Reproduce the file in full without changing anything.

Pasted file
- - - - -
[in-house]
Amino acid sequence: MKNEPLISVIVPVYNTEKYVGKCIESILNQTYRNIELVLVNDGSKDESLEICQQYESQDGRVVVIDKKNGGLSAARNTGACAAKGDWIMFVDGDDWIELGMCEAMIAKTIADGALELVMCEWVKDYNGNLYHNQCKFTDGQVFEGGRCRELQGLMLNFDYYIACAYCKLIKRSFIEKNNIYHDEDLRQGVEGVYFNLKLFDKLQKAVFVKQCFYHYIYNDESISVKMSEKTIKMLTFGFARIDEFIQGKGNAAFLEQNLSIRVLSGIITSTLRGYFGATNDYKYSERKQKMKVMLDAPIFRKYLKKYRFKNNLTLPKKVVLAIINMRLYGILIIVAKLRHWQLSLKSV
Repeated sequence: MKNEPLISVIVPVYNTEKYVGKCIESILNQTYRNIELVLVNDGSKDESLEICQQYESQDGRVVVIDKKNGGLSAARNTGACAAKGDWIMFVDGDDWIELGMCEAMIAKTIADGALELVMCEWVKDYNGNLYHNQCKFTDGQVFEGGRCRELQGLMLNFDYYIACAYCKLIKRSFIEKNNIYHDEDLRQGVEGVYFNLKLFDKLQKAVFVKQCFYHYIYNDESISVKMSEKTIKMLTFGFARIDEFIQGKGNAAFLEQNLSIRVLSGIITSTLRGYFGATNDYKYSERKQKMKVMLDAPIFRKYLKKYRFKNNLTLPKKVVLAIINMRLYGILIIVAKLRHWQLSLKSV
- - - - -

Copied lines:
[in-house]
Amino acid sequence: MKNEPLISVIVPVYNTEKYVGKCIESILNQTYRNIELVLVNDGSKDESLEICQQYESQDGRVVVIDKKNGGLSAARNTGACAAKGDWIMFVDGDDWIELGMCEAMIAKTIADGALELVMCEWVKDYNGNLYHNQCKFTDGQVFEGGRCRELQGLMLNFDYYIACAYCKLIKRSFIEKNNIYHDEDLRQGVEGVYFNLKLFDKLQKAVFVKQCFYHYIYNDESISVKMSEKTIKMLTFGFARIDEFIQGKGNAAFLEQNLSIRVLSGIITSTLRGYFGATNDYKYSERKQKMKVMLDAPIFRKYLKKYRFKNNLTLPKKVVLAIINMRLYGILIIVAKLRHWQLSLKSV
Repeated sequence: MKNEPLISVIVPVYNTEKYVGKCIESILNQTYRNIELVLVNDGSKDESLEICQQYESQDGRVVVIDKKNGGLSAARNTGACAAKGDWIMFVDGDDWIELGMCEAMIAKTIADGALELVMCEWVKDYNGNLYHNQCKFTDGQVFEGGRCRELQGLMLNFDYYIACAYCKLIKRSFIEKNNIYHDEDLRQGVEGVYFNLKLFDKLQKAVFVKQCFYHYIYNDESISVKMSEKTIKMLTFGFARIDEFIQGKGNAAFLEQNLSIRVLSGIITSTLRGYFGATNDYKYSERKQKMKVMLDAPIFRKYLKKYRFKNNLTLPKKVVLAIINMRLYGILIIVAKLRHWQLSLKSV